The Choctaw Indian nation traces its history to Mississippi. Along with the Chickasaws, Creeks, Cherokees and Seminoles, it is one of the "five civilized tribes." Between 1898 and 1914, the Dawes Commission required registration of all living members of the five tribes. The list has since been digitized, and anyone can search the records online via the National Archives Catalog; once there, simply scroll through the Choctaw Nation rolls.
Pull Up the Dawes Rolls Index
Start your search at the National Archives Final Rolls index; the page is titled "Digitized Index to the Final Rolls of Citizens and Freedmen of the Five Civilized Tribes in Indian Territory (Dawes)." Scroll down until you find the entries related to Choctaw, or simply click the "Choctaw" link in the sidebar. Your search will pull up 166 separate entries related to the Choctaw tribe.
Narrow Your Search
The Dawes Commission enrolled Choctaws under nine different categories including "Choctaw by Blood," "Choctaws by Marriage" and "Newborn Choctaws by Blood." The rolls also include "Freedmen" or emancipated slaves and their descendants. A person's category depends on his mother's race. For example, if your ancestor had a Choctaw mother, he will be listed under "Choctaw by Blood." Inside each category, the rolls are listed alphabetically by name. You might have to click through numerous pages until you find the person you're looking for.
Search the Final Rolls
When you find your ancestor, make a note of the roll number listed alongside her name and follow these steps:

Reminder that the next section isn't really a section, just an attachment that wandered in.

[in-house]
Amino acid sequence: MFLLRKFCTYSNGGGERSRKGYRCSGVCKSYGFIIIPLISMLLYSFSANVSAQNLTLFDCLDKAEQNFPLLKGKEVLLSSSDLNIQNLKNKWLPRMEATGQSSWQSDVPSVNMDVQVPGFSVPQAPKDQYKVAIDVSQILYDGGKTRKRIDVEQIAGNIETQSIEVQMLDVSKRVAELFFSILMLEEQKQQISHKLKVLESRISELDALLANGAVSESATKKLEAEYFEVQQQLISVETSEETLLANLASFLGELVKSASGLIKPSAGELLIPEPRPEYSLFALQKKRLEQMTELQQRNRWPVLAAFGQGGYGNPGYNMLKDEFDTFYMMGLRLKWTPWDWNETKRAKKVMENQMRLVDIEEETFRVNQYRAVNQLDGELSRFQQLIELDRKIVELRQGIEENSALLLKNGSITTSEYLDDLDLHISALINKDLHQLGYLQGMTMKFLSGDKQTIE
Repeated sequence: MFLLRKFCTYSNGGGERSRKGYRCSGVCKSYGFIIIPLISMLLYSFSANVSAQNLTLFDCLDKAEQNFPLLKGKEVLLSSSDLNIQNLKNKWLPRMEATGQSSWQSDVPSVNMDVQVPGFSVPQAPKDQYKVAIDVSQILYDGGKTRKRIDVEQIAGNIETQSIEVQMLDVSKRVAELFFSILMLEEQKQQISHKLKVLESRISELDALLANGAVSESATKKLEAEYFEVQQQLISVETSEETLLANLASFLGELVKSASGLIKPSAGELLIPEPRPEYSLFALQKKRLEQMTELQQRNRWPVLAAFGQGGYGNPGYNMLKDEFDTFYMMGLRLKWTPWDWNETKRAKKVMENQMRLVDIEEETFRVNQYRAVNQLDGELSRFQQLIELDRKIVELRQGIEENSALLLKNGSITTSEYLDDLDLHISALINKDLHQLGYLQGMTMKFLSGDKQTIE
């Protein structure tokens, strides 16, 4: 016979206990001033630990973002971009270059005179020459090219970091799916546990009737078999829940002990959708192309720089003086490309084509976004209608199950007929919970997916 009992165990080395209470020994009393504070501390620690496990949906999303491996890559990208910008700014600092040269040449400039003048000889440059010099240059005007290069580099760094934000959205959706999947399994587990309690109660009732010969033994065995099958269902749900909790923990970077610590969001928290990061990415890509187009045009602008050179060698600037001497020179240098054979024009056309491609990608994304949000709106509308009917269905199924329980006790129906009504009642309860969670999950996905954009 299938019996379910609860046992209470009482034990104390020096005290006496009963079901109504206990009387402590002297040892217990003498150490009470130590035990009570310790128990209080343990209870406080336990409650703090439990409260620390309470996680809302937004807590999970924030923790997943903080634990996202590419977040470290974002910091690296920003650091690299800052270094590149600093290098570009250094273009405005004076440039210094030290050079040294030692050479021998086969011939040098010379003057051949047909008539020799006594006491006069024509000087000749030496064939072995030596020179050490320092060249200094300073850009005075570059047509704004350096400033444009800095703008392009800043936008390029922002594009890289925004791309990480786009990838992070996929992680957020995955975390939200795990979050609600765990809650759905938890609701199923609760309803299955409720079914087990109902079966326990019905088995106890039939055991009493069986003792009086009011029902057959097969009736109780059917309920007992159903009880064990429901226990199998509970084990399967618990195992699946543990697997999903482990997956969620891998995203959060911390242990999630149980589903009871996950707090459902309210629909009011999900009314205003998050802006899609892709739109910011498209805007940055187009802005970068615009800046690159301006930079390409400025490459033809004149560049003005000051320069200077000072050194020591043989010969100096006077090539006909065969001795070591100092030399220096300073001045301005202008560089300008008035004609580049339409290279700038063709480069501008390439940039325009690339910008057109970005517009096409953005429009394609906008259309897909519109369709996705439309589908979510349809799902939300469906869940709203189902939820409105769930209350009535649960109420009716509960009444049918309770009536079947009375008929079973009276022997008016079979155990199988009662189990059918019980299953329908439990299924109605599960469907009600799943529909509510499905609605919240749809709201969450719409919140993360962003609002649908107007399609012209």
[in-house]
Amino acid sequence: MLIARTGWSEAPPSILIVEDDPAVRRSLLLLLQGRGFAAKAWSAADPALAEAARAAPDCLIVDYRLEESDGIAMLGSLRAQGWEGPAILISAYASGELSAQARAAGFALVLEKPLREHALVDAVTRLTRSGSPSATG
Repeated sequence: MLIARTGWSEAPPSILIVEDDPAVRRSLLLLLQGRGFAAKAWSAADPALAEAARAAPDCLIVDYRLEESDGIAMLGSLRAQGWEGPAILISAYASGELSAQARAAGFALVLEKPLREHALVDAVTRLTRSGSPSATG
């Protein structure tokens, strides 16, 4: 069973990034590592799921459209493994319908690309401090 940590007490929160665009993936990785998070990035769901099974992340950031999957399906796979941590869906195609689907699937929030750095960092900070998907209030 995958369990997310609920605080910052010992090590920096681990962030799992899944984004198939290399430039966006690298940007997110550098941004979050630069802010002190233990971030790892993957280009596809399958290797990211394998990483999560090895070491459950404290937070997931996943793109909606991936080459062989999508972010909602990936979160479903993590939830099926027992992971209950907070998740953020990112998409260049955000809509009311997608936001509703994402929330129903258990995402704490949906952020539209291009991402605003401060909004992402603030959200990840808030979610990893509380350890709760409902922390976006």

- Log onto the National Archives Catalog.
- Type "300321" into the search box.
- Click the link that says "Final Rolls of Citizens and Freedmen of the Five Civilized Tribes in Indian Territory."
- Navigate to the Choctaw Nation rolls. In these pages, Choctaws are listed numerically by roll number.
- Find the person you're researching, and read the entry to learn her age, census card number and blood degree. Use this information to continue your research using the resources listed in the National Archives "Additional Resources" web page.
If You Can't Find the Person You're Looking For
Only individuals living between 1898 and 1914 appear on the Dawes Rolls, so you won't find someone who was born too late or died too early. Plus, individuals were only accepted onto the rolls if they were living on tribal land at the time of registration. Records of denied applications and other records might still be available, however. Visit the Records of the Bureau of Indian Affairs or, for more information about researching a Choctaw ancestor, visit the National Archives web page "Dawes Rolls: Additional Resources."